In conclusion, the trend of increased proliferation of international brands may be better exploited by the adoption of a hotel business model which recognizes that branding efforts have transformed guests into assets and other companies (including hotel suppliers) into potential customers.
A model to capitalise on the opportunities presented by a particular aspect of globalisation
Hotels should capitalise on the trend of globalisation by tailoring their product to serve the rapidly growing population of professionals who relocate across the globe every few years in search of better career prospects. The demand generated by these professionals is recession proof, as it can be captured in good times, when people move to a new region, and bad times, when they move out. Moreover, for a hotel chain with international reach, this demand can be captured at both ends, in the city left behind and in the new destination.
The extended stay hotel concept taps into this market to some degree. However, to fully capitalise on this pool of demand, hotels should focus on the particular needs of this type of guest. It is true that guests relocating to a new city require direct access to hotel rooms because they need accommodation; however, these guests have a more pressing and important need for access to the institutions and facilities of an unfamiliar new city. This need highlights two opportunities, one related to a tailored product hotels could offer, the other related to the Catwalk opportunities afforded by catering to this type of guest.
Hotels could tailor their product to incorporate logistic and ambassadorial functions aimed at drastically reducing the acclimatisation period of any newcomer by making the process short and effortless. This value proposition could be particularly attractive if addressed to corporations, which would then benefit from a speedier acclimatisation of their new hires in two ways.
- Relocation costs would be cut significantly by reducing the time spent in hotel accommodation, searching for permanent accommodation and going through the necessary red tape.
- The companies would also benefit from an employee that can focus on the job immediately instead of spending a long amount of time trying to settle in their new city.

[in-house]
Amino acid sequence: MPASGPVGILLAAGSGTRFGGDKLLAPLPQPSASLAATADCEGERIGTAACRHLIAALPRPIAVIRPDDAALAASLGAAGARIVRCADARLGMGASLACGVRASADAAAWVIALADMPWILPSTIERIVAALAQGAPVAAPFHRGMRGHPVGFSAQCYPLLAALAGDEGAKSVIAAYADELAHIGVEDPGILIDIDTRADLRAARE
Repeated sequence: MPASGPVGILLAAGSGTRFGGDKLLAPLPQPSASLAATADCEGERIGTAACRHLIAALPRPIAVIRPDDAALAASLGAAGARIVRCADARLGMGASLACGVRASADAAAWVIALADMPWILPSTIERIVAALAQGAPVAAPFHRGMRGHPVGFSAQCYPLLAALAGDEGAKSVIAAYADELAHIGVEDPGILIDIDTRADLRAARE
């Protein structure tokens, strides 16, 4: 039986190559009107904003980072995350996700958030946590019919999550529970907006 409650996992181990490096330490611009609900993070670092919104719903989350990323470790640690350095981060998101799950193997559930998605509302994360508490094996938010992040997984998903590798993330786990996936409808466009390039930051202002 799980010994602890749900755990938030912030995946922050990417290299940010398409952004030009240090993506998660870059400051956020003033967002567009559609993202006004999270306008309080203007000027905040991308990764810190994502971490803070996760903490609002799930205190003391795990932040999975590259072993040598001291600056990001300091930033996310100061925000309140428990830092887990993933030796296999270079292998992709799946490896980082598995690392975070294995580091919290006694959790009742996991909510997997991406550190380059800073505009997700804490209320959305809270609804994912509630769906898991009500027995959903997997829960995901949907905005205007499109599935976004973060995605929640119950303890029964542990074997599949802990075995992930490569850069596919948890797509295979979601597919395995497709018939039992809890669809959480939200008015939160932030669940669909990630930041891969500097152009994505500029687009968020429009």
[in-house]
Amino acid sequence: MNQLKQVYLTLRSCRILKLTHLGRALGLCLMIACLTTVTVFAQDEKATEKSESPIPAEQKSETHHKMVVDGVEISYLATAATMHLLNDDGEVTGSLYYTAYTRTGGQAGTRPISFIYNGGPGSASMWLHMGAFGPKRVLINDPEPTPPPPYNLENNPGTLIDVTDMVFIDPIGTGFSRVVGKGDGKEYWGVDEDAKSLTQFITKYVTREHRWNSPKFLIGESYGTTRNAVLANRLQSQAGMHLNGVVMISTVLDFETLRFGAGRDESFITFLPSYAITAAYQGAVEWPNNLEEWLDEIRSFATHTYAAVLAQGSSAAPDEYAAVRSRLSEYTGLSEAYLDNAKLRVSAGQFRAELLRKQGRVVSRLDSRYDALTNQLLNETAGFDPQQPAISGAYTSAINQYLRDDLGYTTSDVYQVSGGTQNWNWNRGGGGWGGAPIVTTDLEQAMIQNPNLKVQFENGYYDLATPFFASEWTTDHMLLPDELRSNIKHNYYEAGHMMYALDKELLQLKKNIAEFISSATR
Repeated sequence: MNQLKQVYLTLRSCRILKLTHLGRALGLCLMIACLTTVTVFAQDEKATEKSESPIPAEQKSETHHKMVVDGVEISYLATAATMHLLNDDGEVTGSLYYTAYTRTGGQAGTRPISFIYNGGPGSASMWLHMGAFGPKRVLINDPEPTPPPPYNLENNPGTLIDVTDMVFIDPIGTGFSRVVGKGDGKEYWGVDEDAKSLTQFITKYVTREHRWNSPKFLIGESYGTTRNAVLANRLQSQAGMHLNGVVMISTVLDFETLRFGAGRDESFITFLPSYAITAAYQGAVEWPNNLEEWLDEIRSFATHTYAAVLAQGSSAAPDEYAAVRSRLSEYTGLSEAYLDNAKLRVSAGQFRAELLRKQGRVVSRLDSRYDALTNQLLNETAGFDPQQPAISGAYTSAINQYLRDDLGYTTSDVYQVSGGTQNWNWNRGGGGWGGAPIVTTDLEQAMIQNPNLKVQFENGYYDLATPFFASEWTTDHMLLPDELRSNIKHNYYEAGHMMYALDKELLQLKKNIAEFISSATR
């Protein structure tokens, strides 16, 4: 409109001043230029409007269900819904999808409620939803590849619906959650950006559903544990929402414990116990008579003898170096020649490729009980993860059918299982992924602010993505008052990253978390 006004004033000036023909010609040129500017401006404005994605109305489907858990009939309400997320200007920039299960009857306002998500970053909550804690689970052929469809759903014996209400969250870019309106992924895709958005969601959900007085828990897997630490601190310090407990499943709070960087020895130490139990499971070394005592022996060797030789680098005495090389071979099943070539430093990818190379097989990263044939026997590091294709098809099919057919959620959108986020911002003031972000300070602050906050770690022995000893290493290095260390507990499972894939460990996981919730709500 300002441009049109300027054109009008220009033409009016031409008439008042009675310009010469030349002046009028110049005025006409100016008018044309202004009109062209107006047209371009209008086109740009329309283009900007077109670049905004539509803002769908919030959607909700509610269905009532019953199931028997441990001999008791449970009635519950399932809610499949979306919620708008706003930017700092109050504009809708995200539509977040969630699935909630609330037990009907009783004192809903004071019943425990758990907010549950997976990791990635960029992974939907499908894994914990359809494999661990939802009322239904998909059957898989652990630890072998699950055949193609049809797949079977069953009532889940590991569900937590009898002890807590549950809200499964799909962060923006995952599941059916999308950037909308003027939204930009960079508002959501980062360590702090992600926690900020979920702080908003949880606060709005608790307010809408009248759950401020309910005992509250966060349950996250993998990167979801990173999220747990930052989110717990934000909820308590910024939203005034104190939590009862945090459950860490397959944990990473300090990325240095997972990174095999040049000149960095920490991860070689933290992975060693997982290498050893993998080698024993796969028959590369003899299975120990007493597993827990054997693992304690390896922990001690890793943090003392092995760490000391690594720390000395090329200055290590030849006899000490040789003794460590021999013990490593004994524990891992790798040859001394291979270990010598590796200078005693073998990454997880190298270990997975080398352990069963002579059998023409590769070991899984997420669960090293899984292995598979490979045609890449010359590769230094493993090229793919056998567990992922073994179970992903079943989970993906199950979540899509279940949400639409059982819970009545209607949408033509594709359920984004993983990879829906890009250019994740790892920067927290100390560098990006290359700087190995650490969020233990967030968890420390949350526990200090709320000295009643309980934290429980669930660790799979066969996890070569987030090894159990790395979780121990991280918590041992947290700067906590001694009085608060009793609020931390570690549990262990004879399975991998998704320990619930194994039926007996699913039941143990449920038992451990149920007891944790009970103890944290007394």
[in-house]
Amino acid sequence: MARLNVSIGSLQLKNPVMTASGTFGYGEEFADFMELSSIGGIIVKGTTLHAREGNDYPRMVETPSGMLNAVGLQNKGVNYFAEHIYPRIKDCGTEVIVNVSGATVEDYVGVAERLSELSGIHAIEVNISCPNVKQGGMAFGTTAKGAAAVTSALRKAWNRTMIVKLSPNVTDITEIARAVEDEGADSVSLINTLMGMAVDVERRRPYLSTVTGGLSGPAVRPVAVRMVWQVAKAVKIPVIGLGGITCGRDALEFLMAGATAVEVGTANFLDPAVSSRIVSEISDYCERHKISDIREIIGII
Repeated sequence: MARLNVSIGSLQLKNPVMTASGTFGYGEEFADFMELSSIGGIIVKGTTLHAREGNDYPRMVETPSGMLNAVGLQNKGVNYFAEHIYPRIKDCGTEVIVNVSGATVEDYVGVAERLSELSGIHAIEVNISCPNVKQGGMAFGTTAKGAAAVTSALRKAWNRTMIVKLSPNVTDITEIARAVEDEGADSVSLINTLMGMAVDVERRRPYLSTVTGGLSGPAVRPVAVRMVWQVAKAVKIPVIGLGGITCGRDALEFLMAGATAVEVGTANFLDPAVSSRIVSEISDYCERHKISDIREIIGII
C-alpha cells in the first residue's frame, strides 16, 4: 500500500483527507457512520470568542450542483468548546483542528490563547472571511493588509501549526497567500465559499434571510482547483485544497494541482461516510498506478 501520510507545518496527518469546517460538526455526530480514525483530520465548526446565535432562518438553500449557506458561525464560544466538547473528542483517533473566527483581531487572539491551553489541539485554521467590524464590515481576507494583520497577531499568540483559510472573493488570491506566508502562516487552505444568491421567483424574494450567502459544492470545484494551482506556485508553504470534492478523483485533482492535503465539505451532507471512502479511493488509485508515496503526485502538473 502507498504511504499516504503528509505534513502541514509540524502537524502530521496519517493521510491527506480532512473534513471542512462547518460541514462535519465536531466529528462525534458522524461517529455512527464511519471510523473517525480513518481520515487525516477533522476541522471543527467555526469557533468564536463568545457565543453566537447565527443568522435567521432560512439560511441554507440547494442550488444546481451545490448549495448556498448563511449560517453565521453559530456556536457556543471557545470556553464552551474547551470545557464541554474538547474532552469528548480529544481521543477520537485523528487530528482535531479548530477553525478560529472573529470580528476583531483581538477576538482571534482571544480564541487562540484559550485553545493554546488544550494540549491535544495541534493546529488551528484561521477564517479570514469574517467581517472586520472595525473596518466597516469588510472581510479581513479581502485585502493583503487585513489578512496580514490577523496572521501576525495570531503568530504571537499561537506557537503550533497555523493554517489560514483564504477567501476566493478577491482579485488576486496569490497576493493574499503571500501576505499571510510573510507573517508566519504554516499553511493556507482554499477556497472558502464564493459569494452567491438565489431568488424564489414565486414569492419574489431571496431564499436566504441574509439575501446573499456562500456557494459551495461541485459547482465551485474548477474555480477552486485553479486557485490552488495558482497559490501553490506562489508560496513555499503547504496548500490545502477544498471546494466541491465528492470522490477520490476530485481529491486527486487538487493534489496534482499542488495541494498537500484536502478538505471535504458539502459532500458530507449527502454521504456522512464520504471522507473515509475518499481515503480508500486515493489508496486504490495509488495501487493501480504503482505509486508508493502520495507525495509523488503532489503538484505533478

The concierge services of such a hotel would include assistance with obtaining residencies and driving licenses and help with finding a permanent residence, purchasing a car, and so forth. The rooms could be tailored for guests travelling with many possessions; the common spaces could be designed to increase networking and interaction between people that share the same potentially nerve-racking experience of relocating and starting a new life in a new home.
The Catwalk opportunities are very significant, as the relocating guests share basic needs that go beyond issues of lifestyle and consumer preferences. Virtually all of these guests will need a house and furniture and most of them need a car. Moreover, there will be a great immediacy for these needs, which should be satisfied within weeks so that they can focus on their new job. How valuable would it be for real-estate agents, furniture distributors, car dealers and other purveyors of related goods and services to gain direct access to the guests of a hotel catering exclusively to this demand segment? The strategic alliances that could be formed to create an effortless transition period for these guests are worth investigating.
In conclusion, the growth in the number of professionals that habitually relocate in search of better career prospects may be better exploited by the adoption of a hotel business model that tailors its product and creates strategic alliances with suppliers of goods and services that can make their transition period smooth and effortless.
The Catwalk and Sanctuary concepts have been designed to illustrate possible ways in which hotels could better capitalize on enduring trends by engaging in creative uses of previously underutilised assets: hotel spaces, hotel guests, and hotel time. The vital prerequisite for such concepts to be adopted and gain traction is to recognize that hotels are strategically positioned to provide a wider type of access (not just to rooms) to satisfy the multiple needs (not just for accomodation) of several entities (not just guests) in a particular place and during a particular moment in time.